At my father-in-laws behest I started making a Volkswagen tea cosy. I’ve made a tea cosy from a pattern in Everything Alice by Hannah Read-Baldrey, Christine Leech:
I think I may have gotten a little over confident because I made a pattern without looking at the measurements and ended up making it a touch too small. That caused a major anxiety and stress later on but let’s put that down to experience.
First thing I did was draw a simple Volkswagen on to paper then cut out four pieces of plain cotton using this pattern.
Next I cut out all the little bits from the pattern and pinned them to my pieces of fabric.
Cut these pieces out. If you want a neat look you can press down the edges of the shapes, but if not just pin the pieces with raw edges to one of the main pieces of fabric.
Most sewing machines have various fancy top stitching, it’s fun to experiment with those. If you don’t have a sewing machine it’s fine just to hand sew.
Add lace or something else pretty to the top of the windows:
Next cut out another piece of material, the same hight as the curves of at the front and width of the plain material. Sew this to another piece of the plain fabric.
As you can see you don’t have to be too neat with it. Any things that look rough you can explain away by looking saying it looks ‘handmade’.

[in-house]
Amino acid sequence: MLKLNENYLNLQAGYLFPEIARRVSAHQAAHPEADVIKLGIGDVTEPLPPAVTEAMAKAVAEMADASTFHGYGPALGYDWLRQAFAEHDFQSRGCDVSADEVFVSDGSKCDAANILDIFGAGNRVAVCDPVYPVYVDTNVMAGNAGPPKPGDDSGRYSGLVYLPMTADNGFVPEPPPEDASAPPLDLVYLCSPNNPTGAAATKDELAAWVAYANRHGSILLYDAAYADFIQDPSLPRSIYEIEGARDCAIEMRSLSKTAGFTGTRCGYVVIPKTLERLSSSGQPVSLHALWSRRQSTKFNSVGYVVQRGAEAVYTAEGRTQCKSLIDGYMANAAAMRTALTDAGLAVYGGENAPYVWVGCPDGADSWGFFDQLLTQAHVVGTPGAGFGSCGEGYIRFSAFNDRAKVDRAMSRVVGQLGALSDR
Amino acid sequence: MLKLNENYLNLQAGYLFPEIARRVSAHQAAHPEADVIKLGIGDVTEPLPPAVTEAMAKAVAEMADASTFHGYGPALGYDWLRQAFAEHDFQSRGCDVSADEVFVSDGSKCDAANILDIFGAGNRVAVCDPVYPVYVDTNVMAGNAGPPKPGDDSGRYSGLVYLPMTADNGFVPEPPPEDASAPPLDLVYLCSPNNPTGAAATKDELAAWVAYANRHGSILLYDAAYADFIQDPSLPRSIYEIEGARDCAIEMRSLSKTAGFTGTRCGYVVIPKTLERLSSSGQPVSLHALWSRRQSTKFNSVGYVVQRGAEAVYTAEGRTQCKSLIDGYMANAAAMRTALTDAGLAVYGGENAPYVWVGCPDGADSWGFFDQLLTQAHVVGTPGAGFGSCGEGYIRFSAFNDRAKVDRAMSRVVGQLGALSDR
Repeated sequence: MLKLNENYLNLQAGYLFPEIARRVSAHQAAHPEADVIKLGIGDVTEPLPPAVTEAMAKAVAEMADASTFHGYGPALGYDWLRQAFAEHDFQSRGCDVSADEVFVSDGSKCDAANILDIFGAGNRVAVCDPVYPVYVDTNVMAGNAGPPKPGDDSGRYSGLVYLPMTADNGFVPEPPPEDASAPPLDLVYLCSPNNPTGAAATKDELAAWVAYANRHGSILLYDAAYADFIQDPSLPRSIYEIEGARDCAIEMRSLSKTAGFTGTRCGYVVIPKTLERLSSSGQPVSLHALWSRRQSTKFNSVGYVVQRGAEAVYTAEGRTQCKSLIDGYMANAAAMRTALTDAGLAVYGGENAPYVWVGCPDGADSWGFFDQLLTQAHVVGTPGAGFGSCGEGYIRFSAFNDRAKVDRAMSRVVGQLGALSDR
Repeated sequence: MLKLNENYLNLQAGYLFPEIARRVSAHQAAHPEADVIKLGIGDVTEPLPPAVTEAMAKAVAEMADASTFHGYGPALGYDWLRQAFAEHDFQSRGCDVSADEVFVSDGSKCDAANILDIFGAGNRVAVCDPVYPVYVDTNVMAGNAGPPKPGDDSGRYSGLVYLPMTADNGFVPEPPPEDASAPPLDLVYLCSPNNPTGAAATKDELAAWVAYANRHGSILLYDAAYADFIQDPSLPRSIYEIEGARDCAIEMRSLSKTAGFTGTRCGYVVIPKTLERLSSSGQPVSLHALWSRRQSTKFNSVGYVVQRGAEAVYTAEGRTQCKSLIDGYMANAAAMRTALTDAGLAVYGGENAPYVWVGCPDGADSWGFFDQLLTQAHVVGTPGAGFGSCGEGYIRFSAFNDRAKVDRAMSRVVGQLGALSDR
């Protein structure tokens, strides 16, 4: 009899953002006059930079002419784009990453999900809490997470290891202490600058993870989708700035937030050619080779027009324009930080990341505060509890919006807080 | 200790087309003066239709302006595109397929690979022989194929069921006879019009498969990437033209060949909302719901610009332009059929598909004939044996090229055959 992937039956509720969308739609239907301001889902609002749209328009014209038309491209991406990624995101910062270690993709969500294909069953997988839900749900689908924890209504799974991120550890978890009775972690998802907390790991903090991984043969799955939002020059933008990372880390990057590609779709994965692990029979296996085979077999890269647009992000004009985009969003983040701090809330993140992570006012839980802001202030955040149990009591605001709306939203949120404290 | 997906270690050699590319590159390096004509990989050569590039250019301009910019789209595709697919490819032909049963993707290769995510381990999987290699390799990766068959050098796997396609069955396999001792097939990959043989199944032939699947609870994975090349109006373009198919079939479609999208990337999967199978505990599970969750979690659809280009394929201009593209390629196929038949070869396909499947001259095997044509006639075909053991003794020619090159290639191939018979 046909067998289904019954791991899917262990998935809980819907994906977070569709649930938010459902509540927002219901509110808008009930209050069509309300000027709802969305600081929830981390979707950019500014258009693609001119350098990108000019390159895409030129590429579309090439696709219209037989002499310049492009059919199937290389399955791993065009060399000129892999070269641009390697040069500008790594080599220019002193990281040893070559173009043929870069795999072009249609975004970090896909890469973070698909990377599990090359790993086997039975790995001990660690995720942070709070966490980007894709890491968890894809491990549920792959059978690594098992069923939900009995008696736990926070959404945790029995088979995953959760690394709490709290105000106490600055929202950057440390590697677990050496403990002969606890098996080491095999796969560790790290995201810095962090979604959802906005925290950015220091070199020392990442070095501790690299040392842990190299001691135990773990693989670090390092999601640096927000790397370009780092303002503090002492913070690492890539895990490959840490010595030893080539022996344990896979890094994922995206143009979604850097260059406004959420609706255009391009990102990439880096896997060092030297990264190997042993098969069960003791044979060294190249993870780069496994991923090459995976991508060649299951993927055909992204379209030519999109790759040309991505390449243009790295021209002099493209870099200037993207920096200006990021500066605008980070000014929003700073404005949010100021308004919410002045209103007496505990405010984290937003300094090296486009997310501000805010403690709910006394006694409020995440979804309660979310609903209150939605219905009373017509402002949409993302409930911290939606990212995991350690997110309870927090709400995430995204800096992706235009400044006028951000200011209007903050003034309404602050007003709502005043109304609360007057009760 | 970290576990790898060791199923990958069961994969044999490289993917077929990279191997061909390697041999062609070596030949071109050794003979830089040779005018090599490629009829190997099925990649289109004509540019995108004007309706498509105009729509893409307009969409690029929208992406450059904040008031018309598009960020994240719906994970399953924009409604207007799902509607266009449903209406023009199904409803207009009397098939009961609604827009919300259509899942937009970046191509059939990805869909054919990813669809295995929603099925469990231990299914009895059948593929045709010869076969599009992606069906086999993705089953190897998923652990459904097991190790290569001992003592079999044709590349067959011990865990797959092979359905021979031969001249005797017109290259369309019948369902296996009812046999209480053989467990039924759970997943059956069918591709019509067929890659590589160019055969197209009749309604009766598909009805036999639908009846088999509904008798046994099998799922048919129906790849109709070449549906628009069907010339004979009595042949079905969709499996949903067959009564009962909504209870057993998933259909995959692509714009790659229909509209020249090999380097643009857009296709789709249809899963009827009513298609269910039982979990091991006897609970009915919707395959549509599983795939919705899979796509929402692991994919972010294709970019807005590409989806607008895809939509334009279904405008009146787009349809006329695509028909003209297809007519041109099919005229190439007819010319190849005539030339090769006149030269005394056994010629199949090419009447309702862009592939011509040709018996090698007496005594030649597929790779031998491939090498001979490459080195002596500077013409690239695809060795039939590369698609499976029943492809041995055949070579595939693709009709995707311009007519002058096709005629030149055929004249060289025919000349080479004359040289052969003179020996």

Place the front decorated side of the tea cosy to one of the remaining plain pieces. Do the same with the back piece. Sew together good side to good side along the curve, leave 2-3 cm on each corner loose and the straight lower edge open.
Cut out wadding the same size as the tea cosy but 2 -3 cm shorter. stuff the pockets with wadding. Turn over the inner lining hem over the outer hem
Turn right side out. Double hem the inner lining and pin it into place, folded over the patterned material. Stitch the fold into place.
It was at this point I realised I’d managed to make the two pieces different sizes! There is no picture of my too small misshaped tea cosy as it was at this point were I’d worked well past lunch time. The cosy was so small it barely looked like it could cover a mug. I can’t be sure my view of it was objective, My husband told me it was fine, in fact he told me it was good, great even but I did not believe him. When he suggested I take a break i could feel my skin prickling. I was not about to stop. I unpicked the mess and by this point my hands were shaking and I couldn’t tell whether it was from hunger or from frustration. Once i had unpicked it all I reluctantly left my work to eat some food. Once I’d eaten I began to calm down and gave up on the mission for the day.
The next day I set up my machine, painstakingly slowly sewed the two pieces together as close to the edge as I could, when I turned it over it wasn’t perfect but it was okay. I am trying my hardest to learn that everything does not have to be perfect.